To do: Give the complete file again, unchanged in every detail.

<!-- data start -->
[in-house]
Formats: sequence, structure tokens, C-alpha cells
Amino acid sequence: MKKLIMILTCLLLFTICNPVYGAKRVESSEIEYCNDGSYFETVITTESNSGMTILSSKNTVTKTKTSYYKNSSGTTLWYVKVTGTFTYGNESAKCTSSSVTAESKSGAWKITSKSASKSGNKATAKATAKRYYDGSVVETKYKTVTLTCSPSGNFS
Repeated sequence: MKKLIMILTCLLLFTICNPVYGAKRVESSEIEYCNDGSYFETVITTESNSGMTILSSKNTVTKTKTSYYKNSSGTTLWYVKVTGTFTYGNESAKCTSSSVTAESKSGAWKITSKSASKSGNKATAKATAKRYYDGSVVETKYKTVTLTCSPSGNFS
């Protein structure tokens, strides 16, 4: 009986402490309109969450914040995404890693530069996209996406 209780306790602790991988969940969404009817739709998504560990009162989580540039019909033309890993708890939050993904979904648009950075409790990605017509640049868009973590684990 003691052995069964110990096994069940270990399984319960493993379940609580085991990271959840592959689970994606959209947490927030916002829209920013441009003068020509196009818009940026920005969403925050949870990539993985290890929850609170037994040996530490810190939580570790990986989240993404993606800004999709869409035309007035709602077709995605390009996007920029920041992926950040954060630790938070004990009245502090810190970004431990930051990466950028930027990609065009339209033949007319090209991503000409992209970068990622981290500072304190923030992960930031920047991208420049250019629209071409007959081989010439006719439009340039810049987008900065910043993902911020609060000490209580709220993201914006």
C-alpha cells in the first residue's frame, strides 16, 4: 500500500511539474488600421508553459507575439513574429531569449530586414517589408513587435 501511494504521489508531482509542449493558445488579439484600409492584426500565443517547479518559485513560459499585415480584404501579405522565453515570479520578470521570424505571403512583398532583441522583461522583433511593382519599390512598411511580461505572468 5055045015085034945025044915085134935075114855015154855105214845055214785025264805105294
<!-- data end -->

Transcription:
[in-house]
Formats: sequence, structure tokens, C-alpha cells
Amino acid sequence: MKKLIMILTCLLLFTICNPVYGAKRVESSEIEYCNDGSYFETVITTESNSGMTILSSKNTVTKTKTSYYKNSSGTTLWYVKVTGTFTYGNESAKCTSSSVTAESKSGAWKITSKSASKSGNKATAKATAKRYYDGSVVETKYKTVTLTCSPSGNFS
Repeated sequence: MKKLIMILTCLLLFTICNPVYGAKRVESSEIEYCNDGSYFETVITTESNSGMTILSSKNTVTKTKTSYYKNSSGTTLWYVKVTGTFTYGNESAKCTSSSVTAESKSGAWKITSKSASKSGNKATAKATAKRYYDGSVVETKYKTVTLTCSPSGNFS
């Protein structure tokens, strides 16, 4: 009986402490309109969450914040995404890693530069996209996406 209780306790602790991988969940969404009817739709998504560990009162989580540039019909033309890993708890939050993904979904648009950075409790990605017509640049868009973590684990 003691052995069964110990096994069940270990399984319960493993379940609580085991990271959840592959689970994606959209947490927030916002829209920013441009003068020509196009818009940026920005969403925050949870990539993985290890929850609170037994040996530490810190939580570790990986989240993404993606800004999709869409035309007035709602077709995605390009996007920029920041992926950040954060630790938070004990009245502090810190970004431990930051990466950028930027990609065009339209033949007319090209991503000409992209970068990622981290500072304190923030992960930031920047991208420049250019629209071409007959081989010439006719439009340039810049987008900065910043993902911020609060000490209580709220993201914006």
C-alpha cells in the first residue's frame, strides 16, 4: 500500500511539474488600421508553459507575439513574429531569449530586414517589408513587435 501511494504521489508531482509542449493558445488579439484600409492584426500565443517547479518559485513560459499585415480584404501579405522565453515570479520578470521570424505571403512583398532583441522583461522583433511593382519599390512598411511580461505572468 5055045015085034945025044915085134935075114855015154855105214845055214785025264805105294